I had lunch with a good friend recently and as she ordered her club sandwich, she requested that the bacon be left off of it. As I glanced her way she sort of sighed and said ‘did you see the W.H.O. report, now bacon can cause cancer!’
Of course, she was referring to the clarification report that the World Health Organization recently issued stating that there is an increased risk for colorectal cancer from eating processed meat.
Before we all jump to conclusions about this, it is important to understand the data behind the statements. The W.H.O. has classified meat alongside numerous other products as a ’probably and possible carcinogen’. It lists bacon alongside cigarettes, alcohol and asbestos. We know that smoking raises a person’s risk of developing lung cancer by 2,500 percent (so quit smoking NOW!). Based on the association identified by the W.H.O., two daily strips of bacon would translate to about a 6 percent risk for colon cancer (up from the 5 percent risk for those who aren’t enjoying bacon). Sadly, the messages that came forward after the W.H.O. announcement made it sound as if bacon is just as bad as cigarettes.
Another factor that isn’t considered in this report is the overall lifestyle of individuals. Could it be that the bacon eaters are more likely to be smokers or sedentary – factors that increase your risk of cancer and that the non-meat eaters exercise regularly and eat their vegetables (which helps to protect them)? How about the genetics of the individual? We know that genetics can play a role in cancer.
Although red and processed meats can increase your risk of colon cancer, there is no need to cut these products from your diet entirely.
Red meat has been identified as all types of mammalian muscle meat (beef, veal, pork, lamb, mutton, horse, and goat). Processed meat refers to meat that has been transformed through salting, curing, fermentation, smoking or other processes to enhance flavor or improve preservation (hot dogs, sausages and ham are a few examples). Some processed meats contain nitrites, which are potential carcinogens, If you are a big consumer of red and processed meet, an easy step to take is to reduce your intake. Also, experts recommend an annual screening between the ages of 50 and 75 (or earlier if there is a family history of colorectal cancer). Your doctor can provide you with guidance on diet and recommended screenings during your annual physical.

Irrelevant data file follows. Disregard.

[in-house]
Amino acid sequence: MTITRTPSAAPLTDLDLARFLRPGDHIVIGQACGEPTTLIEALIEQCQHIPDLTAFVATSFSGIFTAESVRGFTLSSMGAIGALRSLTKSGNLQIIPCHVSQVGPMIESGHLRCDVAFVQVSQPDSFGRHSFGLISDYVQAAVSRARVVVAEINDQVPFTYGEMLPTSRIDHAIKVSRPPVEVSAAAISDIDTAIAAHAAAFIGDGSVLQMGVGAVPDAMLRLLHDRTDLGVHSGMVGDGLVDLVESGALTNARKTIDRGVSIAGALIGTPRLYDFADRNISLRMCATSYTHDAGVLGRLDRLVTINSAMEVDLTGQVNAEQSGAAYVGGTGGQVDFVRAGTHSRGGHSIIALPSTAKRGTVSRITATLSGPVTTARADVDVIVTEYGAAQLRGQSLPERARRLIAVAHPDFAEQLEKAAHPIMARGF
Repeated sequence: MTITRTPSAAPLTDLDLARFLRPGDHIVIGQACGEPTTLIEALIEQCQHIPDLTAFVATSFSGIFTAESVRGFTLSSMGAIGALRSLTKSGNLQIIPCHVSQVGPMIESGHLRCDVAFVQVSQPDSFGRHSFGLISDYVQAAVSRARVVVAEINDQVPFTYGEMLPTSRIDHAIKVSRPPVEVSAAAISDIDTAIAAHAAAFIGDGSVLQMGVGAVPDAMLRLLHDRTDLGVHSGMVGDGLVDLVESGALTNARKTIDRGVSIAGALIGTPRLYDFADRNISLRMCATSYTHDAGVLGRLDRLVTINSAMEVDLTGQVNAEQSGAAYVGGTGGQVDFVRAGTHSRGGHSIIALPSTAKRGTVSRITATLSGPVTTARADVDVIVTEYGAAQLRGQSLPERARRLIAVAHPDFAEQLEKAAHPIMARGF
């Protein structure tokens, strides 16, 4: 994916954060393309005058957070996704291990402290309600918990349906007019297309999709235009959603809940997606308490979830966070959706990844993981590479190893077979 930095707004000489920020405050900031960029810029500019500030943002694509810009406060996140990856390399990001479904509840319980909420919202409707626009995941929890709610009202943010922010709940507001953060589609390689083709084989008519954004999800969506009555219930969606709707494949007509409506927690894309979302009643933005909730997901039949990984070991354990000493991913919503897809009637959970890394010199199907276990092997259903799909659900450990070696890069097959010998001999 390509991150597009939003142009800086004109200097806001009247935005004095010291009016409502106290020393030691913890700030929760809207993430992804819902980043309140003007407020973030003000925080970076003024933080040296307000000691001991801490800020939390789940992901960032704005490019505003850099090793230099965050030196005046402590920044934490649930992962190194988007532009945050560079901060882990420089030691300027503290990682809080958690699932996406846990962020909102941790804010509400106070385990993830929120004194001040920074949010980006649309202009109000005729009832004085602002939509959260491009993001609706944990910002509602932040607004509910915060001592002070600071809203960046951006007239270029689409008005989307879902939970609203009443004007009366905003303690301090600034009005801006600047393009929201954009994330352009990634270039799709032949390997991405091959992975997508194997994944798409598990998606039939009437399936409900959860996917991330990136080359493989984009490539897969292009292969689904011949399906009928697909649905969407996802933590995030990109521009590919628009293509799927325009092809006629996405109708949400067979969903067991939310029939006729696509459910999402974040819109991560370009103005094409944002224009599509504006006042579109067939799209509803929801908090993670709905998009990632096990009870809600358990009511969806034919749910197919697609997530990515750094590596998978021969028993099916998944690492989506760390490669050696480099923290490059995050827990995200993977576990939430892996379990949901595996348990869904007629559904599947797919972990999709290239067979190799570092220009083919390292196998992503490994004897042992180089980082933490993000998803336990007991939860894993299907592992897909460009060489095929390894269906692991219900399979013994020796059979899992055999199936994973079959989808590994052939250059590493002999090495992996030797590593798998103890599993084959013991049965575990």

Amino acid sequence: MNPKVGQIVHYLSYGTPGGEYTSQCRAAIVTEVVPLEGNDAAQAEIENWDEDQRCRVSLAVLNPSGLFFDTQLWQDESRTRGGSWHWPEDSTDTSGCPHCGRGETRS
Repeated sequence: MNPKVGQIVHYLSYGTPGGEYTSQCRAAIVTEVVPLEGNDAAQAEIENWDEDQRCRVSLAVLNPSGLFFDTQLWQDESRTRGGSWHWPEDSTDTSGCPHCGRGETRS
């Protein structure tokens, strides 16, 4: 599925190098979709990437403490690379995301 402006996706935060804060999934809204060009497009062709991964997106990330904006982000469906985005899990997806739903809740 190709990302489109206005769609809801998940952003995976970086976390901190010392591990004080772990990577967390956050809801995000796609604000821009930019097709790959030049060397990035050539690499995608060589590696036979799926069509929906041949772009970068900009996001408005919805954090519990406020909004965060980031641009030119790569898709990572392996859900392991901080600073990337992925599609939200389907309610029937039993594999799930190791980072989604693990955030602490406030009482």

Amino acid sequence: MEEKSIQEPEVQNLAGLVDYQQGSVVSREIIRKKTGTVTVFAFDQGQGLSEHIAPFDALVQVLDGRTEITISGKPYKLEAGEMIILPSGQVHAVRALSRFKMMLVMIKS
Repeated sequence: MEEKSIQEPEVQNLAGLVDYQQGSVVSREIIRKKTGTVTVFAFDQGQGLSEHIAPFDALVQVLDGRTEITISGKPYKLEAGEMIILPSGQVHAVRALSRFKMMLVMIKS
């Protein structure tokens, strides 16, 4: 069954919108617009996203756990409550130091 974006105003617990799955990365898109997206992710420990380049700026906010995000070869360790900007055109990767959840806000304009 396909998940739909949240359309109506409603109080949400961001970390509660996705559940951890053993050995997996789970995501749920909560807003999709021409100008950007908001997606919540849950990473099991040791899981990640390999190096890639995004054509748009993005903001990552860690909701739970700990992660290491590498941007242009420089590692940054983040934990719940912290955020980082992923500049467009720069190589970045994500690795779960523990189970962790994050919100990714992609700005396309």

Here are my rules when it comes to meat, based on my understanding of the science
I stick to grass fed/vegetarian fed, organic meat. It is obviously more expensive, but I’d rather cut down on other non-essential things in order to afford good meat.
I avoid all processed meats that contain nitrites. I look for labels that specifically say NITRATE free.
I try to limit red meat overall all. We mostly eat chicken. I use ground turkey instead of ground beef. If I have bacon, it’s turkey bacon
When it comes to eggs and milk, I stick with the same principles – organic, vegetarian fed.
I try to eat fish twice a week and only go for wild caught fish. Given the recent oil spills in our waters, I try to find Icelandic fish if I can.
To be honest, this W.H.O. clarification didn’t really alter the way that I eat. We were already avoiding processed meats – earlier research has supported that these forms of meat aren’t very good for you. We limit our consumption of red meat and when we do enjoy meat it is organic and we stick to the leaner cuts of meat. I suggested to my friend that she go ahead and enjoy the bacon on her sandwich. I know that she lives a relatively healthy lifestyle – a few slices of bacon every so often is not going to have a drastic effect on her overall health.
What about you? Would you eat the bacon? Connect with me on Facebook and share your thoughts!